“There did used to be miners who lived here for a while I think, but that might only be one of those rumors that flies around. People say all sorts of things about the people who used to live here ‘way back when.’”
“What sort of rumors?” Jesse asked, intrigued.
“Well, the old folks around here say that weird things used to happen around these parts fairly often,” Jake said shrugging. “In fact, I think a lot of what people have to say is about your house. That’s why I was surprised that you’d moved in here. Nobody has lived here for as long as most of us can remember. Of course that isn’t saying much in my case, but others who’ve lived here for a long time . . .”
“What weird things were going on?” Jesse asked. “And what do they have to do with my house?”
“Well,” Jake said, shifting the things in his belt. “If I remember right, it seems like a lot of things would go missing,” he said. “Things like food, and tools, and clothes and such, and they always turned up here, either in the house or just outside it.”
“So somebody was stealing things?” Jesse asked.
“That’s the weird thing,” Jake said. “It continued even as different people moved in. People would get tired of being accused of taking people’s stuff, so they’d leave, but then it would just keep going on. Finally the town stopped persecuting people because they decided it just had something to do with the house, like it was haunted or something. People must have mostly forgotten about it now, or they probably wouldn’t be so nice to you guys. Or they don’t know where you live yet.”
“Some people know where we live,” Jesse said. “My Dad’s met people and told them, and he always said they were nice. And you were nice to me when you found out,” he pointed out.
“Well,” Jake said, running one hand through his hair. “I don’t have anything against this place. Nothing weird has happened here since I’ve been here, so why should I? Plus,” he added after a few seconds, “I liked you. I didn’t want to come up with some dumb reason not to be friends with you. I didn’t believe in those legends at all anyway. Well, until maybe today.”
Jesse looked back at the tunnel, where Jake’s gaze had shifted to. He wondered if something did live in there, and if it had been stealing things from people. But why had things always ended up in the house, or outside it? Did that mean that for some reason the thing that was taking things couldn’t bring the things into the tunnel with it?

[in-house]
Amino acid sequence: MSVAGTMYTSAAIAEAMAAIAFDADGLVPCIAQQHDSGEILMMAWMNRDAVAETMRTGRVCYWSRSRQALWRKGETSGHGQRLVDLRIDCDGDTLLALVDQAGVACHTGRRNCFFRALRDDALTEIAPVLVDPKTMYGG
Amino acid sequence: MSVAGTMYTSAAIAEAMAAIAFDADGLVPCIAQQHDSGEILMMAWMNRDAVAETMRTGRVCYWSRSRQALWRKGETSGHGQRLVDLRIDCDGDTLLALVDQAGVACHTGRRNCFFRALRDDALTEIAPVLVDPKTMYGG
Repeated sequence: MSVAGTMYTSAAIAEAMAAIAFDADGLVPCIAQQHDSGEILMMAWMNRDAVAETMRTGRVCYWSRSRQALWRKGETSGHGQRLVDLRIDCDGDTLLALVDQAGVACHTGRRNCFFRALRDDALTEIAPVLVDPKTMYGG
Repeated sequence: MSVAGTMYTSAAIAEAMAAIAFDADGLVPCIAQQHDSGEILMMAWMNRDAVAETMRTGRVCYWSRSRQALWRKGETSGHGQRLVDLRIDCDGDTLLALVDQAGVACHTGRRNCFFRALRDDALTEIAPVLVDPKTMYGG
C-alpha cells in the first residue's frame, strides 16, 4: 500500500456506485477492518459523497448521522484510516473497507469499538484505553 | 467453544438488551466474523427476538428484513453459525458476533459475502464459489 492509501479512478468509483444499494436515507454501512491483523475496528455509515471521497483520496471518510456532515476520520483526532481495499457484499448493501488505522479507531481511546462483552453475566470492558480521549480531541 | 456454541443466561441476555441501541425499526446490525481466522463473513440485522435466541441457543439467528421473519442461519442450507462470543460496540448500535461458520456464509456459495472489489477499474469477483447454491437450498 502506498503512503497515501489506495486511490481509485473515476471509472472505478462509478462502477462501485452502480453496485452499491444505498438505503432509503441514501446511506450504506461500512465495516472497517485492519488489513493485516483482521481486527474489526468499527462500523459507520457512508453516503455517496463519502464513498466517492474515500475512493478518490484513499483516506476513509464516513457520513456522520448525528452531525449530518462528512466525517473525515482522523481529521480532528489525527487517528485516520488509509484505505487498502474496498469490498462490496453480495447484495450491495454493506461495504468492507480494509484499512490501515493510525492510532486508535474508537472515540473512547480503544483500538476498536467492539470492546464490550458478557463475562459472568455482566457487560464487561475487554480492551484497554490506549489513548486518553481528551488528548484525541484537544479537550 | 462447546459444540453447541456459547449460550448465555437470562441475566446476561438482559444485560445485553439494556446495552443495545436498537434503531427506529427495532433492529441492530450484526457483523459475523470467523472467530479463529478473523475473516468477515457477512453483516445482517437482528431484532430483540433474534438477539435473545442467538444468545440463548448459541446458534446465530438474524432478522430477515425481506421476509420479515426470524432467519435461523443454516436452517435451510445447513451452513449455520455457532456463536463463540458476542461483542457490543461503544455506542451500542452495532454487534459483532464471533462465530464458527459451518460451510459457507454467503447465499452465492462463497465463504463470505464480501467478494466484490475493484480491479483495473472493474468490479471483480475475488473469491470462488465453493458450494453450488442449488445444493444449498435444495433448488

Jesse put his hands on his ears and shook his head. None of this was making sense. He felt like he had been plunged into some sort of science fiction movie and he didn’t really like it.
“Well,” Jake said after the two of them had just stood there for a few minutes. “Are we going, or what?”
Jesse looked back at the tunnel with a rekindled fear. The rumors, the fact that the adults couldn’t see the door, and the fact that the door had gone right through the picture were starting to make him think that there really was something super weird going on.
“You aren’t backing out are you?” Jake asked. Clearly the older boy had only been pulled in more by the idea of exploring, and his fear had diminished if anything.
“Of course I’m not backing out,” Jesse said, color rising in his cheeks. “Let’s go.”
Jake nodded and the two of them fell to their knees. Instead of proceeding down the tunnel, or even leaning in closer to it, they simply stayed there, rigidly poised in a half kneeling down half kneeling up sort of way.
“Alright, man,” Jake said after a few seconds of this. “We’ve just got to do it. Come on.”
And with that, the two of them checked that they had all their gear, then looked over at each other and nodded.